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The gloves, they say, often come off in negotiations between suppliers and retailers. But if the supplier happens to be Agatha Paris’s Global Head of Travel Retail Karan Tuli, you better look out if the gloves go on.
Word reaches us that Karan (third from left in top row above), a delightful young man quickly forging a successful career in travel retail (and son of industry veteran Sunil) is also a pretty dab hand in the boxing ring. In fact make that two dab hands.
This month Karan fought in an evening of so-called White Collar Boxing at the Intercontinental Ballroom in Hong Kong (same venue as last year’s Trinity Forum and almost as combative). What’s White Collar Boxing? Well it’s certainly not a reference to what the combatants wear – they are clad only in traditional boxing shoes, shorts, headgear and gloves – but denotes that most of the participants come from white collar professions.
It’s turned out to be a surprisingly fast-growing sport for men and women between 25 and 55 (which counts me out in case any reader feels tempted to issue a challenge) who want to test themselves (and an opponent) in a ‘controlled’ boxing environment. With a strong emphasis on safety, boxers are professionally trained over a 12-week programme to participate in a three-round bout sanctioned tournament held in a black tie dinner or arena-style format.
The focus might be on safety, the tournaments sanctioned, the environment controlled – but make no mistake this is still boxing. In which, I remind, you, men and women attempt to beat the hell out of each other. It takes real courage to step into a boxing ring, as evidenced by the stirring bravery of countless pugilists down the years, none more so than the incomparable Muhammad Ali, the greatest sportsman of all.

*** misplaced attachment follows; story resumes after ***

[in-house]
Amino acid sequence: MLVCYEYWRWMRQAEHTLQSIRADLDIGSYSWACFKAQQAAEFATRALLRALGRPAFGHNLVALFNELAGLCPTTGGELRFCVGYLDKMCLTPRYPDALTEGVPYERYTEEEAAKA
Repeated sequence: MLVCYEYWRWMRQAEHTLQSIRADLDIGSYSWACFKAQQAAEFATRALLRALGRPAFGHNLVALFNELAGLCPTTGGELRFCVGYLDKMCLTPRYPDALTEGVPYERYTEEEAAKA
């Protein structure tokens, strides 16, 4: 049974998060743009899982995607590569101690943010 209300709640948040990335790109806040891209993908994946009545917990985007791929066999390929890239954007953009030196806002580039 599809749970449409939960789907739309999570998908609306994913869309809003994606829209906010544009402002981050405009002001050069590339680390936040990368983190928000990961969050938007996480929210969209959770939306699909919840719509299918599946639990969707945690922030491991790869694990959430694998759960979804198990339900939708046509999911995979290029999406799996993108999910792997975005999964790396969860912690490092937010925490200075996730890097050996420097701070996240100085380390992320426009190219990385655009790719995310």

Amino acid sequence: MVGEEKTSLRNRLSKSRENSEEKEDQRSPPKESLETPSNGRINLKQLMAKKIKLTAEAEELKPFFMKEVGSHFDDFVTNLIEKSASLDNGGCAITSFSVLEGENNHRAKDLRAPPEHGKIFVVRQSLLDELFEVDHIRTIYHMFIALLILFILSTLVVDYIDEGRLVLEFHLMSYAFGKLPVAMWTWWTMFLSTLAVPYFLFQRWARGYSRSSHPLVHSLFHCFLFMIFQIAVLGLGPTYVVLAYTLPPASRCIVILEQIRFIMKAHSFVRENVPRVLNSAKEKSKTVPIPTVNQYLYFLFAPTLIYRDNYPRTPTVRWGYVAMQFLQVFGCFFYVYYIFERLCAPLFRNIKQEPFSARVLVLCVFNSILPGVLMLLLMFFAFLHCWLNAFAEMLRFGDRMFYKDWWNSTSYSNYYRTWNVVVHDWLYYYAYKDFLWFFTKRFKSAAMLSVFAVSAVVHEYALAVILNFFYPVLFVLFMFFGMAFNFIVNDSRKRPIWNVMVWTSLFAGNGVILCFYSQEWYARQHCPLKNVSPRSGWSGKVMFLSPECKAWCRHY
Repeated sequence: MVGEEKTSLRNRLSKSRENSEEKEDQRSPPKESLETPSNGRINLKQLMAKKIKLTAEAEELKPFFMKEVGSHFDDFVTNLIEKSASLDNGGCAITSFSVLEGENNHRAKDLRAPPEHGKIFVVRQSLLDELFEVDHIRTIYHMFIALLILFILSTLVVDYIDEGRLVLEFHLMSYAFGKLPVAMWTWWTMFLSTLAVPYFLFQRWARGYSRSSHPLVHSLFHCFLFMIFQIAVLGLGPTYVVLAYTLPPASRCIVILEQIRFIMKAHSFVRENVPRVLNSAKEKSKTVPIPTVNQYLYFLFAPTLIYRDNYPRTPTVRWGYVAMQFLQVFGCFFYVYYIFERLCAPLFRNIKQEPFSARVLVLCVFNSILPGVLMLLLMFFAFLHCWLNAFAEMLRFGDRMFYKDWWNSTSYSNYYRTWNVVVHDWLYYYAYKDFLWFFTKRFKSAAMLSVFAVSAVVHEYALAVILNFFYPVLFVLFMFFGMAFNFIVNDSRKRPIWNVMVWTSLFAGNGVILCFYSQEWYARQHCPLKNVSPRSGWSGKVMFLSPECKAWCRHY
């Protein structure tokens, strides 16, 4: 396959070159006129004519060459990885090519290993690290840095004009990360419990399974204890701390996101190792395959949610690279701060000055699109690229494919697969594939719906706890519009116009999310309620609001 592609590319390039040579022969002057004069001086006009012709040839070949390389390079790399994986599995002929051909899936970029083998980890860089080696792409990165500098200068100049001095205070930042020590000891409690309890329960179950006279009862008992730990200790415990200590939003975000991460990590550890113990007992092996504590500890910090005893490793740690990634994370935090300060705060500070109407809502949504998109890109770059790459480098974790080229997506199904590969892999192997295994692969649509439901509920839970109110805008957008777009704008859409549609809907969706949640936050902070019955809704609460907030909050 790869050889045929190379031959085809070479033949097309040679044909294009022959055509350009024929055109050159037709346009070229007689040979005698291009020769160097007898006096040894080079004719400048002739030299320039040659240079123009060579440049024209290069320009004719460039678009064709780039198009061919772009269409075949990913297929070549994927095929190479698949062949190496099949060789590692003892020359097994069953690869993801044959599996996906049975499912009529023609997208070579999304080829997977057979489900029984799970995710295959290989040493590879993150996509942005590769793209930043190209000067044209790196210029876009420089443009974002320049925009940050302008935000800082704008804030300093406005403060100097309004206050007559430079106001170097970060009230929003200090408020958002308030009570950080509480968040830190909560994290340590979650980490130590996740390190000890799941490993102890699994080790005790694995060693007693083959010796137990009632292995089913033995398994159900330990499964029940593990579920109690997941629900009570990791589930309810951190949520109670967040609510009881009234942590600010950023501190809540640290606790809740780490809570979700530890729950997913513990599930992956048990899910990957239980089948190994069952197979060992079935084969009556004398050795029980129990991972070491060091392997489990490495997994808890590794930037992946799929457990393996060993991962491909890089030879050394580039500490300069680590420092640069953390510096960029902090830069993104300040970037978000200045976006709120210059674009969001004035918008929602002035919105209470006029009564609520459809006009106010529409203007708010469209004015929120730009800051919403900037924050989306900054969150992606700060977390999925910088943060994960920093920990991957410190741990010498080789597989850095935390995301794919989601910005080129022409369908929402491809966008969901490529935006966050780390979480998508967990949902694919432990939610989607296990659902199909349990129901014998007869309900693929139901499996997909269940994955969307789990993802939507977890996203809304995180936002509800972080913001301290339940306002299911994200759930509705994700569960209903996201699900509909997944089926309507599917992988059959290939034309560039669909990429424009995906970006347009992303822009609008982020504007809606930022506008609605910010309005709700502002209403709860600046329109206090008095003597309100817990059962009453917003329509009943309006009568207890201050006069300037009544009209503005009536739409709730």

So how did Karan (who, in a nod to his citizenship, university education there and his Mum’s love of the All Blacks rugby team, boxed representing New Zealand) fare? Would he suffer the fate of great American comic Bob Hope who once said, “I was called ‘Rembrandt’ Hope in my boxing days because I spent so much time on the canvas”? [By the way, no-one laughed at that joke, maybe because he was a stand-up comedian].
Not at all. As the pictures and video below prove, Tuli the younger turned out to be a Singaporean Kiwi rather than Dutch master – and this time of the ring. Fighting as ‘Bully Tuli’ and backed by the raucous support of his wife Jesreen (pictured below), family and friends, the young professional put on a superb showing (Tuli outstanding in fact… sorry about that but every good boxing story needs a strong punch line), winning by a unanimous decision in three rounds.
What’s more he did it for a great cause, raising money for The Children’s Surgical Centre, which provides a range of specialised rehabilitation surgical services, medical training, and direct support to the needy in Cambodia.
I don’t know of any other boxers in travel retail*** (though Cognac Prunier’s Clive Carpenter’s late father Harry – “Know what I mean ‘Arry?” – was the greatest boxing commentator of them all), so I guess that makes Karan the industry’s undisputed champion of the world. I for one won’t be challenging him anytime soon.
So, a note to all buyers. Next time you meet Karan, negotiate the cost of jewellery (but not the ring) and other accessories (but not the gloves) by all means. But do not, I warn you, fight for the belt.
***Footnote: I stand corrected. Take a bow Jerome Lizambard of DFS Group who fought on the same night (scroll down to the foot of the page for Jerome’s comments). Another brave soul.